MIDEM 2013 opened in Cannes with a raft of how-to sessions. One of the freshest of those featured Kevin Wortis who drilled well under the surface of his ward Amanda Palmer’s million-dollar fan-funding exercise.
Wortis (see Q&A below) is a 22-year-music biz vet who’s worked as a booking agent, manager, label head and co-founded World's Fair. However, he may have just had his most interesting year yet: As partner and director of Girlie Action Media and Marketing’s label services, he helped oversee Amanda Palmer’s unprecedented $1.2 million dollar Kickstarter campaign -- an utterly unique experience he had a thing or two to say about.
Wortis delivered a punchy, four-point presentation on how the recording process relates to fan-funding: First, he said \ the artist and their team must “circle the wagons” bringing the fans into the process and enabling the core fan-club to spread the word. Secondly, the team must create “unforgettable experiences” that rise above the drone of all the other competing releases. Next, all activities must be monetized and centralized. Finally, he employed terms already looming as the buzz phrases of this year’s MIDEM – “authenticity” and “transparency” --- which can't work unless artists are extremely comfortable with the process -- "it needs to be real.”
Wortis succinctly captured the modus operandi of fan-funding. “It’s about selling access to the inner circle and sharing the process with them,” he said. “Make people be a part of it, enable them to be a fly on the wall. Bring in the fanbase and they become evangelists, they spread word on social media and allow them to be a part of everything.”
As an example Wortis cited IndieGoGo’s fanfunding project by Canadian alternative rockers Protest the Hero,” which is offering backers a guest vocal or instrumentation slot on a recording for the sum of $5,000. Already, three parties have taken the offer. Palmer's crowdsourcing even extended to the spelling of Palmer’s “Theatre is Evil” studio-album project, which sparked a wave of dialog on Twitter with regards to the “Theater” vs “Theatre” debate. Fans, it turned out, wanted it to be spelled “Theatre.”No biggie, only 5,000 promos had already been distributed with the American spelling. The crowd-source discussion ruled.
NEXT PAGE: Q&A WITH KEVIN WORTIS
MIDEM Q&A:Kevin Wortis on Amanda Palmer, Crowd-Funding, Quick & Dirty Meetings
Since Kevin Wortis joined Girlie Action two years ago, there’s been a lot of action for one girl in particular – Amanda Palmer. Wortis heads label services for the former Dresden Dolls singer and other artists on NYC-based Girlie Action, and he played a part in orchestrating her landmark crowd-funding project with Kickstarter, one which netted $1.2 million.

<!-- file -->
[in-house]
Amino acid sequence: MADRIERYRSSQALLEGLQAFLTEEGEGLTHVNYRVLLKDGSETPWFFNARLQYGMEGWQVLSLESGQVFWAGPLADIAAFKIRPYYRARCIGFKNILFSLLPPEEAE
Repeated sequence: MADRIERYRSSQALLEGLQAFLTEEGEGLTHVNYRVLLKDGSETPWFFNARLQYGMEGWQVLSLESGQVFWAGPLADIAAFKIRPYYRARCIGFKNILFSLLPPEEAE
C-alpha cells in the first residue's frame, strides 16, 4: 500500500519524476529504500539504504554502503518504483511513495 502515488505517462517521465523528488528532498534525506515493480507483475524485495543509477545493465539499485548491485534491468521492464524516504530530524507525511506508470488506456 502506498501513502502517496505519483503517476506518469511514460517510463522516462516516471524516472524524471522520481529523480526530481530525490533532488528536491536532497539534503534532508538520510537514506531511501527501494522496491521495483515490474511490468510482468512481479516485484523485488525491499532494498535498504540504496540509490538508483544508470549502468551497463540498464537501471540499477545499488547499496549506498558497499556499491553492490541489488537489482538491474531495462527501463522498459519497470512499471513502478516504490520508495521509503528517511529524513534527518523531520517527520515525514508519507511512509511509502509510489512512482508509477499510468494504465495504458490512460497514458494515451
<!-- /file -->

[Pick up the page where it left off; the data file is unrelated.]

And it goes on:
Prior to joining NY-based Girlie Action in early 2011, Wortis, a 22-year-music industry veteran had worked as a booking agent, artist manager and label head before co-founding label services company World's Fair. He signed and authored marketing campaigns for Rough Trade, Daptone, Play It Again Sam, Fabric, Dandy Warhols, Lady Sovereign, J Dilla and the Secret Machines. He has also served as President of Rock Steady, where he worked with emerging artists like Best Coast.
BILLBOARD.BIZ: With Amanda Palmer tagged as the million dollar fan-funded artist, has that proved a distraction?
KEVIN WORTIS: No. It was a huge success. Wildly exciting. And it proved the validity of the platform -- that’s what’s amazing about it. It allows all of us to take a look at this and say this can really work, in lieu of a label if that’s what an artist wants to do. In fact, Amanda’s really not that big an artist. She has an incredibly deep relationship with her fans but there are artists who are significantly bigger, who could raise five or ten times that, if they chose to go down that route. It’s pretty exciting and it’s something artists who don’t want to be on labels -- and labels -- have to look at. It’s proof of concept and not a distraction at all.
If there are artists who can build 5-to-10 times Amanda’s numbers, when are we going to start seeing that kind of action?
With Amanda, we did about 24,000 backers worldwide and they averaged about $54 each – 24,000, that’s not a lot. If the Flaming Lips did it or Radiohead came back and did it, or one of 150 bands did that who have significantly bigger fanbases and equally-robust conversations with fans, how can it not happen? It makes sense for labels. Labels put up a huge amount of capital and they wait 90 days or six months, until it comes back. With crowd-funding, you can see all that money before the record is released. I can’t imagine why it won’t happen.
There was some negatively around Amanda’s campaign, certainly in terms of the sum raised and how it was used. How did you handle that?
Amanda will talk about everything: every dollar she spends to every feeling she has. That’s not authentic for every artist; not every artist wants to do that.
There was a time when artists were behind a curtain. That’s been pulled away, and the audience can peer behind. Do some artists still need that curtain of mystique?
That’s all about respect and privacy. Some artists don’t want to have anything to do with fans, personally. They can’t look anyone in the eye. That’s okay, that’s who they are. Everyone is different. When MTV started, we all thought, “holy shit, now everyone has to look good, they all have to act, do all these other things and not just write songs.” Now with social media, they have to be pithy in 140 characters or less, smart, witty, communicative and that’s the new criteria.
What do you hope to get from MIDEM?
I am mostly here meeting with people I currently work with but don’t see very often because they’re Europe-based. That’s really what my days are filled with. It’s a great place to meet people from all around the world who you work with. You get to meet everyone quick and dirty, have a drink. Mostly it’s about meeting folks you already know.